For-profit college loan default rates soar
New student loan default rates from the U.S. Department Education highlights in more detail why these institutions are such a bad idea. According to a Wall Street Journal analysis of the data (subscription required), 21% of students who use federal loans to attend for-profit college go into default within three years. That compares to 7% at public four-year colleges and 16% at public two-year colleges.
In reality, it's much worse than that: in order to be considered in default, a student must make no payments for 270 days -- which is quite a long stretch within a three year period, meaning that many students who are way behind on their loans will not be in default within that three year period.
Even more stupidly, students who get deferrals from their lenders allowing them to delay repayment are included in the denominator of that figure but not the numerator. In other words, some of the students who are countered as having entered repayment actually haven't entered repayment, artificially dragging down the default rate. It makes absolutely no sense, but that's how the Department of Education calculates it.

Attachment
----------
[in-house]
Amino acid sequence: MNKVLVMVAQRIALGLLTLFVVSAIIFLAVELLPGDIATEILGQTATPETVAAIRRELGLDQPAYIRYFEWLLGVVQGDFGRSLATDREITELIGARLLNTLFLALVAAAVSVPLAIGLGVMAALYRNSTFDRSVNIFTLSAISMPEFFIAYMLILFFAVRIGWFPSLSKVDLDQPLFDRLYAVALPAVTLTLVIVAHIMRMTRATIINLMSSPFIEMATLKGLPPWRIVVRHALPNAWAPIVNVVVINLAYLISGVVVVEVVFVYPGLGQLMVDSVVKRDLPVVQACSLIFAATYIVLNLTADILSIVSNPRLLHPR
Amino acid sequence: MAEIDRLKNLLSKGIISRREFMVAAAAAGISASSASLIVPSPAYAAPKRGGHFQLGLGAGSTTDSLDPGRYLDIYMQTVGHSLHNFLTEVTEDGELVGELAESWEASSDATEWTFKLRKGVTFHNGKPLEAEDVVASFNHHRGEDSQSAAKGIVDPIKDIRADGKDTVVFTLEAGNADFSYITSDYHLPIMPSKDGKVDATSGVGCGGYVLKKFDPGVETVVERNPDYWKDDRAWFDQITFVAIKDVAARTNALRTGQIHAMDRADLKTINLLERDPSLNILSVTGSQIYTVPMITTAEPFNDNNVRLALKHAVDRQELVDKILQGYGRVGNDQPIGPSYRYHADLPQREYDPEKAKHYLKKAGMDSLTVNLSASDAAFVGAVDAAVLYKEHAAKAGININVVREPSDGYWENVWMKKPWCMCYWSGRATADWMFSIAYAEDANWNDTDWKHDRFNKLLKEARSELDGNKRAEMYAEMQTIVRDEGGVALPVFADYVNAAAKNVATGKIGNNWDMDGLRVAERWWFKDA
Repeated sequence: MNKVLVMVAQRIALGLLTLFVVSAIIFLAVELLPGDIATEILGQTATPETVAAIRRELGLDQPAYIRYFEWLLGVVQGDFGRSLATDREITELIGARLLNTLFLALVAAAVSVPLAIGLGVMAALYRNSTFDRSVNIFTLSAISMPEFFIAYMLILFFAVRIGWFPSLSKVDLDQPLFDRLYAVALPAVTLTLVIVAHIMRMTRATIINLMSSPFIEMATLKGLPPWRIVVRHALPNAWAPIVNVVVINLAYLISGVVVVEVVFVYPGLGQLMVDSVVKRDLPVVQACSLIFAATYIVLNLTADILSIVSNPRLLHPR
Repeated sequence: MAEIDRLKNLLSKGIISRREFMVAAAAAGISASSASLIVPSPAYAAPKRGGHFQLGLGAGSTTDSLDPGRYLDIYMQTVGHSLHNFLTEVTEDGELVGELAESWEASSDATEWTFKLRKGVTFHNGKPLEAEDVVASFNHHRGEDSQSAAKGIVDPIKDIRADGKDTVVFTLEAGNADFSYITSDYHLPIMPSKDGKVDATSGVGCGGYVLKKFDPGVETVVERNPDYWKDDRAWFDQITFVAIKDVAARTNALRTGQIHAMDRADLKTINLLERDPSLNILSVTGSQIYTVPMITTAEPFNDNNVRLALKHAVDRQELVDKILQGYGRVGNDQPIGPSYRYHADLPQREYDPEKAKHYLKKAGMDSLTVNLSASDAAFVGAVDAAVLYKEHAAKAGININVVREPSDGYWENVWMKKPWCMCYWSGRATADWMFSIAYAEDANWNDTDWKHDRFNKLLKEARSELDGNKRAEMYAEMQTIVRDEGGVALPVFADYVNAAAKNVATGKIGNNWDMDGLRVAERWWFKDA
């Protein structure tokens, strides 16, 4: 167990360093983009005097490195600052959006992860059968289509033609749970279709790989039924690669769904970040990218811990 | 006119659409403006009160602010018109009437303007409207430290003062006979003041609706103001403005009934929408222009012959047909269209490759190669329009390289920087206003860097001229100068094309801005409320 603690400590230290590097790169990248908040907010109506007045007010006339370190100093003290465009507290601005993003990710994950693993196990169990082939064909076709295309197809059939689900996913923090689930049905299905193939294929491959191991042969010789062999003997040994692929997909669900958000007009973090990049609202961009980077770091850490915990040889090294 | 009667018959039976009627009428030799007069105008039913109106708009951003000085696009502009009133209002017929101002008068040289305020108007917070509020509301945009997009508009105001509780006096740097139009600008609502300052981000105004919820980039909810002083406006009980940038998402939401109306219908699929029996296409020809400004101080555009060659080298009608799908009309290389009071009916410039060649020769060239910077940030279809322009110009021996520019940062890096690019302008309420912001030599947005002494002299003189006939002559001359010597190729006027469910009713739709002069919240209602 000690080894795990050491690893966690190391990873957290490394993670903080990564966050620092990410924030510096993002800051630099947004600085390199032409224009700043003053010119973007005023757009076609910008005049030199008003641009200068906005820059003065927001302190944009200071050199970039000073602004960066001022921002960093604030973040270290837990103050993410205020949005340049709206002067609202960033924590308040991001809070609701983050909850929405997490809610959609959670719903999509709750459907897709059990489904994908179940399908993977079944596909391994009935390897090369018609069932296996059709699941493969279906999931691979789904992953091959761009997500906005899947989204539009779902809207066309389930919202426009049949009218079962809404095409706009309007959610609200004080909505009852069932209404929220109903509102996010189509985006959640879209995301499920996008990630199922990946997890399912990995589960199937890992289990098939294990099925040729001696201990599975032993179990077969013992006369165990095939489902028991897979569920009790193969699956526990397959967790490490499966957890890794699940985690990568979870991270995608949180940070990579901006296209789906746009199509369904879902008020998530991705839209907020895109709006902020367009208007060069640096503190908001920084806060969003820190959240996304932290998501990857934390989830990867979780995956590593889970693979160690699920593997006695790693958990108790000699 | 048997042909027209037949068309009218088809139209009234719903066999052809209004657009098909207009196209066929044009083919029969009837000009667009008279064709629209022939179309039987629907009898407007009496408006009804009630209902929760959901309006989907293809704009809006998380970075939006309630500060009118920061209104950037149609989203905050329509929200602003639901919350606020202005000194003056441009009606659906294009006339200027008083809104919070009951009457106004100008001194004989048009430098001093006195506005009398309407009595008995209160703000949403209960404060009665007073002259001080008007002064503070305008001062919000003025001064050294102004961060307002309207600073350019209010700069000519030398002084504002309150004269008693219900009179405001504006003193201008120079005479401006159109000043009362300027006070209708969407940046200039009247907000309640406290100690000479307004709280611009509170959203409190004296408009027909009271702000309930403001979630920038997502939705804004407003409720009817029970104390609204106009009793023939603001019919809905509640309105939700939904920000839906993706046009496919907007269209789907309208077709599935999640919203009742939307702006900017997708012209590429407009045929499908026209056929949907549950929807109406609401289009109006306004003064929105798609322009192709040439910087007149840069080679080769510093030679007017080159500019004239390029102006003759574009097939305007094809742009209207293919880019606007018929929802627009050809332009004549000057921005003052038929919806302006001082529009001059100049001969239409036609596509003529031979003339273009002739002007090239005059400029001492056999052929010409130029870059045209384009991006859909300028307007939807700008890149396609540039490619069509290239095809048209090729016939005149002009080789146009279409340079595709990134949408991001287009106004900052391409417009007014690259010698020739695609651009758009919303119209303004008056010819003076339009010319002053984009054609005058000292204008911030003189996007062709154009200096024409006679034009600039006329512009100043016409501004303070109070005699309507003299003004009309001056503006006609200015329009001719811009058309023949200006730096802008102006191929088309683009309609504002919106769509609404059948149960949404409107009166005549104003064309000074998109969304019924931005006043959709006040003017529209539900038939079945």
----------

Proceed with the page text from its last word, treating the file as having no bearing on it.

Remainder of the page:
The for-profit colleges are always quick to point out that their high default rates are a function of the students that attend their programs: many are low-income and are the first in their families to attend college, and would be a higher default risk even if they attended non-profit institutions.
There's some truth to that.
But the fact is that student who attend for-profit colleges are more likely to run into debt problems because the programs are more expensive and are less likely to offer need-based grant aid the way that public and private non-profit colleges do.
According to the Project on Student Debt, 96% of 2008 graduates of for-profit colleges had debt -- compared with 62% at public universities and 72% at private non-profit institutions. Among those who borrowed, private for-profit grads left with $33,050 in debt compared with "just" $20,200 for graduates of public institutions.
Terry Hartle, a lobbyist with the American Council on Education, a trade group representing colleges including some for-profit institutions, told the USA Today that default rates are "are not good indicators of institutional quality."
Of course not. When you're making a decision about which institution will help prepare your student for a prosperous future, why would you worry about something as irrelevant as the percentage of students who are so broke within three years that they can't make their student loan payments?
Wait a minute. . .